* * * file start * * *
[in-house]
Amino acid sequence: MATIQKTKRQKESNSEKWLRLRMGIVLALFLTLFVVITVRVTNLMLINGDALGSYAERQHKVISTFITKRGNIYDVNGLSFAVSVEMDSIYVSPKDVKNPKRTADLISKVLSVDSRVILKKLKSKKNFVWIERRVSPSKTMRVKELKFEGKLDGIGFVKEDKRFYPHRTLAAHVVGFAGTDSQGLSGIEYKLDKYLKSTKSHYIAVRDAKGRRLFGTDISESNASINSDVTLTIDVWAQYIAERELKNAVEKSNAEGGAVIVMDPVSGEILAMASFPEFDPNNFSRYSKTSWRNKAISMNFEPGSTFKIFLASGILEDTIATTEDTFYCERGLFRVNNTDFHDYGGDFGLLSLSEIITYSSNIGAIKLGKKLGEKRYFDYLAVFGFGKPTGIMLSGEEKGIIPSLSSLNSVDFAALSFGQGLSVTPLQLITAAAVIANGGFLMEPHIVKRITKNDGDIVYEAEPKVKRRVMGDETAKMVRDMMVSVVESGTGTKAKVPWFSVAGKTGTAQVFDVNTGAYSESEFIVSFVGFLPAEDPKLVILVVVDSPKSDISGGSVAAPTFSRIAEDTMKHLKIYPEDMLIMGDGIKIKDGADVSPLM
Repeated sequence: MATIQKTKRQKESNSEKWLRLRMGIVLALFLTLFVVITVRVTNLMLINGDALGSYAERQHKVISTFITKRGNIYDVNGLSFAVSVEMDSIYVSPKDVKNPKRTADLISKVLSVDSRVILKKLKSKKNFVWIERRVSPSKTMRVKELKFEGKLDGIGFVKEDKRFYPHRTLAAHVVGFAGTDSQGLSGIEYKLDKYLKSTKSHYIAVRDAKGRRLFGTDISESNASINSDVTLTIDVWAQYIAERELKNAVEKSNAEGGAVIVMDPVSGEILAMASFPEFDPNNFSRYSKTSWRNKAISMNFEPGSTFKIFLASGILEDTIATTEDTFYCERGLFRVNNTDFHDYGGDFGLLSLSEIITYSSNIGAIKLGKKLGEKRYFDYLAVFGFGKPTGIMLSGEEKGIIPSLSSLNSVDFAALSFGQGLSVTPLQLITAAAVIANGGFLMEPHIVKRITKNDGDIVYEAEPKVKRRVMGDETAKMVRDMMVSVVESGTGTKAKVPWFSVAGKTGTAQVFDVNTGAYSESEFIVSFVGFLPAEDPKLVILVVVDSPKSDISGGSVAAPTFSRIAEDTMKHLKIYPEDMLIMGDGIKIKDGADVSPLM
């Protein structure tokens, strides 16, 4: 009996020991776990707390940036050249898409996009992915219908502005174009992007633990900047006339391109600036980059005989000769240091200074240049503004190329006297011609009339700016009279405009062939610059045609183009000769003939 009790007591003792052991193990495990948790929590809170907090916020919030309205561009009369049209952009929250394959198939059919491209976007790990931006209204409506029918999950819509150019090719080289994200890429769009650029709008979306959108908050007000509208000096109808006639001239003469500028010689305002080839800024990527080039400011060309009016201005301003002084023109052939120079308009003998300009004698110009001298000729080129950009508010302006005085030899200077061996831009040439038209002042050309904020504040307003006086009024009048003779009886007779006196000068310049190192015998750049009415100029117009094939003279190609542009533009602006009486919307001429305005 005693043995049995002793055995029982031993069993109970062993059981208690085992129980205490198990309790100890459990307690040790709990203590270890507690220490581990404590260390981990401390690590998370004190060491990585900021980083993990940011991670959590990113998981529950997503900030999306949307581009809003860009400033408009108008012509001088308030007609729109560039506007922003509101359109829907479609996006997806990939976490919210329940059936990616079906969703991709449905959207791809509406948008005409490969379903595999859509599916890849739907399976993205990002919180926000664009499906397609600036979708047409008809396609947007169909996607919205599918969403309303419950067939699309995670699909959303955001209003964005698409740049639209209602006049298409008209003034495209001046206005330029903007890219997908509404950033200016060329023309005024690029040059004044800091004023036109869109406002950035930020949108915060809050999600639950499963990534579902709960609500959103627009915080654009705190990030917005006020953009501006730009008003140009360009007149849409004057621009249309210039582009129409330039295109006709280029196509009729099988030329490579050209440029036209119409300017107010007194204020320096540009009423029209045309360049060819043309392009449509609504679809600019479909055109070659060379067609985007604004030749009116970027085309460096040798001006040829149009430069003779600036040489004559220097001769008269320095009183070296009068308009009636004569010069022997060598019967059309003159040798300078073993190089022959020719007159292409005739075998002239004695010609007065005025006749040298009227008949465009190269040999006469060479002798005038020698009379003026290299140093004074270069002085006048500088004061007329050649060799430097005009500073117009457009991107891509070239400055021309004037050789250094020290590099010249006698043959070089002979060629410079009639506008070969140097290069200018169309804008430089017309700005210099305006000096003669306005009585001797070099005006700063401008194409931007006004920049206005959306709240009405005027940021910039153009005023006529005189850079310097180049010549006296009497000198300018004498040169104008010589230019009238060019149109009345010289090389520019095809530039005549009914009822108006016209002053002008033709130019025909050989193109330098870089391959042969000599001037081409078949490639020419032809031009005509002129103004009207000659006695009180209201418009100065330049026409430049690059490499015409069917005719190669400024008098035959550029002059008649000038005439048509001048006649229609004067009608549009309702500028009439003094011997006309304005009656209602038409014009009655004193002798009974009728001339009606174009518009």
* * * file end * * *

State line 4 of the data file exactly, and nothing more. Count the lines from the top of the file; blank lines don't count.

């Protein structure tokens, strides 16, 4: 009996020991776990707390940036050249898409996009992915219908502005174009992007633990900047006339391109600036980059005989000769240091200074240049503004190329006297011609009339700016009279405009062939610059045609183009000769003939 009790007591003792052991193990495990948790929590809170907090916020919030309205561009009369049209952009929250394959198939059919491209976007790990931006209204409506029918999950819509150019090719080289994200890429769009650029709008979306959108908050007000509208000096109808006639001239003469500028010689305002080839800024990527080039400011060309009016201005301003002084023109052939120079308009003998300009004698110009001298000729080129950009508010302006005085030899200077061996831009040439038209002042050309904020504040307003006086009024009048003779009886007779006196000068310049190192015998750049009415100029117009094939003279190609542009533009602006009486919307001429305005 005693043995049995002793055995029982031993069993109970062993059981208690085992129980205490198990309790100890459990307690040790709990203590270890507690220490581990404590260390981990401390690590998370004190060491990585900021980083993990940011991670959590990113998981529950997503900030999306949307581009809003860009400033408009108008012509001088308030007609729109560039506007922003509101359109829907479609996006997806990939976490919210329940059936990616079906969703991709449905959207791809509406948008005409490969379903595999859509599916890849739907399976993205990002919180926000664009499906397609600036979708047409008809396609947007169909996607919205599918969403309303419950067939699309995670699909959303955001209003964005698409740049639209209602006049298409008209003034495209001046206005330029903007890219997908509404950033200016060329023309005024690029040059004044800091004023036109869109406002950035930020949108915060809050999600639950499963990534579902709960609500959103627009915080654009705190990030917005006020953009501006730009008003140009360009007149849409004057621009249309210039582009129409330039295109006709280029196509009729099988030329490579050209440029036209119409300017107010007194204020320096540009009423029209045309360049060819043309392009449509609504679809600019479909055109070659060379067609985007604004030749009116970027085309460096040798001006040829149009430069003779600036040489004559220097001769008269320095009183070296009068308009009636004569010069022997060598019967059309003159040798300078073993190089022959020719007159292409005739075998002239004695010609007065005025006749040298009227008949465009190269040999006469060479002798005038020698009379003026290299140093004074270069002085006048500088004061007329050649060799430097005009500073117009457009991107891509070239400055021309004037050789250094020290590099010249006698043959070089002979060629410079009639506008070969140097290069200018169309804008430089017309700005210099305006000096003669306005009585001797070099005006700063401008194409931007006004920049206005959306709240009405005027940021910039153009005023006529005189850079310097180049010549006296009497000198300018004498040169104008010589230019009238060019149109009345010289090389520019095809530039005549009914009822108006016209002053002008033709130019025909050989193109330098870089391959042969000599001037081409078949490639020419032809031009005509002129103004009207000659006695009180209201418009100065330049026409430049690059490499015409069917005719190669400024008098035959550029002059008649000038005439048509001048006649229609004067009608549009309702500028009439003094011997006309304005009656209602038409014009009655004193002798009974009728001339009606174009518009």